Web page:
Snowmass, landfill formalize recycling contract
November 7, 2014
After more than 15 years of working together with a handshake for a contract, the Pitkin County Solid Waste Center and the town of Snowmass Village Public Works Department will finally have a written agreement to provide recycling and material transfer between the two entities.
During the 2014 changes in recycling operations as the waste center converted to single-stream recycling, the waste center and Snowmass Village staff realized there was no formal contract between the two.
"We literally have never had anything in writing," said Cathy Hall, solid waste manager at the county landfill. "We realized we needed to have a contract that covers the operations and makes sure that if I leave or Dave Ogren, the solid waste and recycling supervisor for Snowmass, leaves there's something in writing and this partnership continues."
The waste center will continue to serve as a transfer point with no weight limits for recyclable materials generated and hauled by Snowmass Village.
Other recycling providers have a 40-ton annual limit on the amount of recycling they can drop off at the landfill.
The waste center has been providing Snowmass with a $10,000 subsidy for its recycling collections. Both parties have agreed to do away with that subsidy. Snowmass will continue to pay the $25-a-ton tip fee for single-stream recycling, and the waste center will continue to subsidize the cost to transfer the recycling materials to the Waste Management material recovery facility in Denver.
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Hall said she couldn't give an exact figure on the subsidy amount for transferring materials to Denver until she has at least one year of data.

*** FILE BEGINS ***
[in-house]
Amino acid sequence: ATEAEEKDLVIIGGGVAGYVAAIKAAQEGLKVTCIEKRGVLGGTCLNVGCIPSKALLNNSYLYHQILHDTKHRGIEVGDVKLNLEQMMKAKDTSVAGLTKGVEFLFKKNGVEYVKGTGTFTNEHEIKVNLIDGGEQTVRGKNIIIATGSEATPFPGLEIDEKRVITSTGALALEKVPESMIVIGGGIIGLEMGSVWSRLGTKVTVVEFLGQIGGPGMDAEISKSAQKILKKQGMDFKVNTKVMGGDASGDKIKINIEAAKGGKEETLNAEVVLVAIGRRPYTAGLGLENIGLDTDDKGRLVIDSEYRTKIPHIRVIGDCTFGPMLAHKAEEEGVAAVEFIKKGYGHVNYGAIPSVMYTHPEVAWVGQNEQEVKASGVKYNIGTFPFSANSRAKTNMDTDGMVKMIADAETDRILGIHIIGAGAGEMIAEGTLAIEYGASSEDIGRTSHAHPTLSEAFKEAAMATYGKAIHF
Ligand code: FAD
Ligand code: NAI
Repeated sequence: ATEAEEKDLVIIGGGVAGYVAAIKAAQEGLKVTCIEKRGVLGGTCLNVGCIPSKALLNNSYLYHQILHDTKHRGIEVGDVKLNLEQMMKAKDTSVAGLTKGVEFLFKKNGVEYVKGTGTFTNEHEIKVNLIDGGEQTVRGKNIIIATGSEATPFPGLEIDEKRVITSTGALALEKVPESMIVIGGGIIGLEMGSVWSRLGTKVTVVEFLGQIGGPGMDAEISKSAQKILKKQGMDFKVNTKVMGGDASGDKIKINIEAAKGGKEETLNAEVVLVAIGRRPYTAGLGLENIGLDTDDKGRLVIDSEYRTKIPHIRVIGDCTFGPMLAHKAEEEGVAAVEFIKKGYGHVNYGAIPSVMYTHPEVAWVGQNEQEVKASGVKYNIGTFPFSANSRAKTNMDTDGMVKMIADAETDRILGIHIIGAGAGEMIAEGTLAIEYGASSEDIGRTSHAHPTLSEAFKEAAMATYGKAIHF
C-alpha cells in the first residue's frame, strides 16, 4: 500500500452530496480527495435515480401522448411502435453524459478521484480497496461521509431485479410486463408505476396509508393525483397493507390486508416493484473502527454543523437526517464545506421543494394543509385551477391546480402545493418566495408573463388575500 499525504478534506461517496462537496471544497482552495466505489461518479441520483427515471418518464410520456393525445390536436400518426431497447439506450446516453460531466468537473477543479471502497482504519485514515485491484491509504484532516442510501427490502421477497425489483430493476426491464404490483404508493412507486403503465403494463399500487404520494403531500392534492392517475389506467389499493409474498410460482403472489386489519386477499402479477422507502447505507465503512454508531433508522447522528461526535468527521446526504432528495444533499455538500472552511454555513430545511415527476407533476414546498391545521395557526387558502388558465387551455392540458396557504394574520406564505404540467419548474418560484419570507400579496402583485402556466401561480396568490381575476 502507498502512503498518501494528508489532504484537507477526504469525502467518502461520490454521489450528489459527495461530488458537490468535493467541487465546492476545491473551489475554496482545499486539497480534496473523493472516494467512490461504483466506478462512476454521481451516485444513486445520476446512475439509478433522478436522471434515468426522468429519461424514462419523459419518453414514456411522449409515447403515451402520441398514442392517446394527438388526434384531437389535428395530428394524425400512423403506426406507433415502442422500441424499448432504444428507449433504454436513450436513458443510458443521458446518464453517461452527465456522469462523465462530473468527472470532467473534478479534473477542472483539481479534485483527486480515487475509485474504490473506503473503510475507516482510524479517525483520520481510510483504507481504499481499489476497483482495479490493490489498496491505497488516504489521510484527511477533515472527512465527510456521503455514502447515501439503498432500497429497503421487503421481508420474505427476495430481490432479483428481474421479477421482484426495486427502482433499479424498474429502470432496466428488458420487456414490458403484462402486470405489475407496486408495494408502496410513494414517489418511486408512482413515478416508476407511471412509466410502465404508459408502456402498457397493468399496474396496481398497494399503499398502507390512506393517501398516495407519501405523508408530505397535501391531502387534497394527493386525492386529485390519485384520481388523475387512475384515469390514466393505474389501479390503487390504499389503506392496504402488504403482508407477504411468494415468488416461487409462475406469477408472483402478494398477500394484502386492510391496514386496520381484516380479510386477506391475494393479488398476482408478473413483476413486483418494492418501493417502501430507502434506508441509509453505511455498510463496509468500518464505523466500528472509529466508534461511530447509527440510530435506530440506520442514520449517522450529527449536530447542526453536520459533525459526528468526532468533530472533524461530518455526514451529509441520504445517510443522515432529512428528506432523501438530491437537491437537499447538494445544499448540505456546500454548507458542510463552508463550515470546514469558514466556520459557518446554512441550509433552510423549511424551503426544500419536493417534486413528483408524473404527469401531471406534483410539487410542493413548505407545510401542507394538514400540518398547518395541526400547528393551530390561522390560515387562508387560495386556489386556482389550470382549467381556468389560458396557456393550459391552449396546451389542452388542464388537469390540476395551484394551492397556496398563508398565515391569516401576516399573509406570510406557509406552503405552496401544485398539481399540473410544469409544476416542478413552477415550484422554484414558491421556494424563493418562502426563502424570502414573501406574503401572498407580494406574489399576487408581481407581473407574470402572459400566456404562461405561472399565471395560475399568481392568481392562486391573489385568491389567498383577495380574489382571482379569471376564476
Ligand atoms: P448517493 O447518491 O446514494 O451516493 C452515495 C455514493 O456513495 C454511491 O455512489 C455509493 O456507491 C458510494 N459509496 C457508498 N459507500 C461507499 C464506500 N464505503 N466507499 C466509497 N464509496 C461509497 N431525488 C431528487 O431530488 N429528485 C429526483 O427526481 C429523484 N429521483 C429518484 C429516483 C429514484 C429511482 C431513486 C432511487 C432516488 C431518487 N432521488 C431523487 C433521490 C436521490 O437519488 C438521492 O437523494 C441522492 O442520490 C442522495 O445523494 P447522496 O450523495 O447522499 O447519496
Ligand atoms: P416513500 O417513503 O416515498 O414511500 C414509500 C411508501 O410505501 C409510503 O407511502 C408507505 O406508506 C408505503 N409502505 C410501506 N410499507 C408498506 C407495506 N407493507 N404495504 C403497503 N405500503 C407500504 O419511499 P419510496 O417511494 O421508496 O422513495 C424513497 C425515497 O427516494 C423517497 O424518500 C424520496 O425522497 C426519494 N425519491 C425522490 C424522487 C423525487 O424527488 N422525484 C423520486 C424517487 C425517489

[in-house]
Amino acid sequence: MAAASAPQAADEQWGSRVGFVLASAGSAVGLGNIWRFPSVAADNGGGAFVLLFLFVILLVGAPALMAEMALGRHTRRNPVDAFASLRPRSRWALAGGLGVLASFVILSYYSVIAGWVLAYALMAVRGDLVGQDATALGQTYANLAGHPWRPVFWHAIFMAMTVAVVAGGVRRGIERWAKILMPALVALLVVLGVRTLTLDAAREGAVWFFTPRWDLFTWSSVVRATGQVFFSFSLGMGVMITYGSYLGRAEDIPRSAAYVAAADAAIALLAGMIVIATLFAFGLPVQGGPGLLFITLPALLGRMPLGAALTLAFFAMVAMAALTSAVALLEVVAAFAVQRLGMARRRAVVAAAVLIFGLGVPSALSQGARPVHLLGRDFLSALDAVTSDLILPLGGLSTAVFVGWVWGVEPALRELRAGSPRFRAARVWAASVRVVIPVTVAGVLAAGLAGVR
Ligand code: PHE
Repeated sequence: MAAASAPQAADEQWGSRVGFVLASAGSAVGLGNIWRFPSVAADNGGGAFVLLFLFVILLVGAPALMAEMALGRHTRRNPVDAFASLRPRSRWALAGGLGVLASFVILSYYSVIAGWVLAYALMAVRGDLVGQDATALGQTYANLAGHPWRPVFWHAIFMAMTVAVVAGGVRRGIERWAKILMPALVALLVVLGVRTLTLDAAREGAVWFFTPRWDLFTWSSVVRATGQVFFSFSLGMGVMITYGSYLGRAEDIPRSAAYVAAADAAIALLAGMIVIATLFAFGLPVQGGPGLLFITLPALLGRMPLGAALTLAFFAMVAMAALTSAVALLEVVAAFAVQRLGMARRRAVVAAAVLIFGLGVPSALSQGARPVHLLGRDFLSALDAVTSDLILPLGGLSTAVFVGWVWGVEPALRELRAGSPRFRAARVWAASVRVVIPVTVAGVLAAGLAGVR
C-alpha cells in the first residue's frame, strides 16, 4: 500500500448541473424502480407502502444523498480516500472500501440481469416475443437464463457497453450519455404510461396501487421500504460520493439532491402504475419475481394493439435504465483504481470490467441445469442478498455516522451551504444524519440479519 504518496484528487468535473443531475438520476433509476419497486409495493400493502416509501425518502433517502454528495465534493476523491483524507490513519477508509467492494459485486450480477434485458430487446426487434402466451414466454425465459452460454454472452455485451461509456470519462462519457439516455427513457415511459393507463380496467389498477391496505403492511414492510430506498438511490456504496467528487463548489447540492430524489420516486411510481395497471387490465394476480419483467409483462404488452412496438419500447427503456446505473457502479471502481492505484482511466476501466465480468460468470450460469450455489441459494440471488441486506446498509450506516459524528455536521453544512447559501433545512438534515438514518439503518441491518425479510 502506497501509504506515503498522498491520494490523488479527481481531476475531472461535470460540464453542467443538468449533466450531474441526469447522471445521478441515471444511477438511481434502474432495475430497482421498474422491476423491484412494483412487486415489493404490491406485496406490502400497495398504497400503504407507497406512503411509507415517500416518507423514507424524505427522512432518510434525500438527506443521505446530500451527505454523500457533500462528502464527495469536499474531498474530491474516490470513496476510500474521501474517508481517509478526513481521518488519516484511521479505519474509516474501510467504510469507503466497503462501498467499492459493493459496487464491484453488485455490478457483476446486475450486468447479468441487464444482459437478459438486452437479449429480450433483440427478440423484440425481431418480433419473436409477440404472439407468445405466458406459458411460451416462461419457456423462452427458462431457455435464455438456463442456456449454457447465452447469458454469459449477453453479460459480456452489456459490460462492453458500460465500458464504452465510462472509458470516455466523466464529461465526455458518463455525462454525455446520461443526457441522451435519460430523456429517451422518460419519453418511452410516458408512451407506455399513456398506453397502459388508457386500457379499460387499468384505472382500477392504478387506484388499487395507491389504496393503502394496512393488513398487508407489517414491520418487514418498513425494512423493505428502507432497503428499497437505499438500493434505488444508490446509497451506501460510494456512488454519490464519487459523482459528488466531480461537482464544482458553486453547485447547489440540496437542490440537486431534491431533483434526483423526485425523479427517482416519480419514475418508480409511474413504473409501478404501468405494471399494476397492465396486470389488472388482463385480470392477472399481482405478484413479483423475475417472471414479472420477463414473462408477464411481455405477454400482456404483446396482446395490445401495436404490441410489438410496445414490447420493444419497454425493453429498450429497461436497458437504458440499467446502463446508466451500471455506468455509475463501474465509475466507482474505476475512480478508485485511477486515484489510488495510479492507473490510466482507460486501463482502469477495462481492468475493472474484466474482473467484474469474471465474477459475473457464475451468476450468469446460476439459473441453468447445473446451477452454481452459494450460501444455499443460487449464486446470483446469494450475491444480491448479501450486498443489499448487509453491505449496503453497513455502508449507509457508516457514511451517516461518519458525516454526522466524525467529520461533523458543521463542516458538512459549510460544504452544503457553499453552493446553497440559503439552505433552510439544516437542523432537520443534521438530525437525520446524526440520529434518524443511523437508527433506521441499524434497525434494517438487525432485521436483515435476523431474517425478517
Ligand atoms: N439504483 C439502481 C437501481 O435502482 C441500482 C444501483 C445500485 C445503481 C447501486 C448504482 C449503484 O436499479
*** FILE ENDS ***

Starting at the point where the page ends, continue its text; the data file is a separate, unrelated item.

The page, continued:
The agreement between the waste center and Snowmass will be revisited and potentially renegotiated every five years or in the event recycling at the waste center undergoes a significant change.
Hall is now the first woman in Colorado to earn a Solid Waste Management Board certification from the American Academy of Environmental Engineers and Scientists. She is only the second person in Colorado to receive the distinction.
"We are very proud of Hall's most recent accomplishment," Public Works Director Brian Pettet said. "She can add this certification to her impressive quiver of accomplishments at the landfill since she joined us less than two years ago."
To apply for the award, one requirement was having a degree in an environmental science or engineering. Hall has a Bachelor of Arts and Master of Business Administration degrees in geology, which is an environmental science.
She was then given an oral exam and a two-part written exam and passed them. Hall studied for several months before taking the exams.
"It's a prestigious organization in the world of environmental engineering and science," Hall said.
There were some tense moments as Hall had to wait for a letter confirming her test results. When the letter was delivered to the landfill, co-worker Jack Johnson had already grabbed the daily mail and left the landfill for the day.
When Hall learned Johnson had already taken the mail, she texted him at his home, and he confirmed that a letter had arrived from the American Academy of Environmental Engineers and Scientists.
Hall then asked Johnson to open the letter and had to wait another 10 minutes before Johnson replied.
"He said he felt like he was a senior looking for his college acceptance letter," Hall said. "He then opened the latter, paused, then asked if I really wanted to know the results. Yes, he was teasing me, but then he drove back to landfill and gave me the letter of confirmation."
Since becoming manager in 2013, Hall has made several significant changes at the landfill. In February, she introduced single-stream recycling at the landfill, which will save more than $250,000 a year. Hall also instituted a septic-waste disposal system at the landfill that's in the process of being designed, and she expanded the life of the landfill by 10 years with creative use of current landfill space.
She made significant environmental improvements to landfill operations and embraced the Living Lab Workshops in response to inquiries from the public to learn about recycling and organic gardening.
According to Pettet, all those improvements occurred in addition to rekindling relationships with the city of Aspen, waste haulers and other landfill partners.
"It wasn't easy getting the certification," Hall admitted. "My background is solid-waste management. I had to study up on the scientific and environmental aspects. All in all, I think it will add credibility to our operation, the team who runs it and our expertise."
Hall also is a member of the Solid Waste Association of America.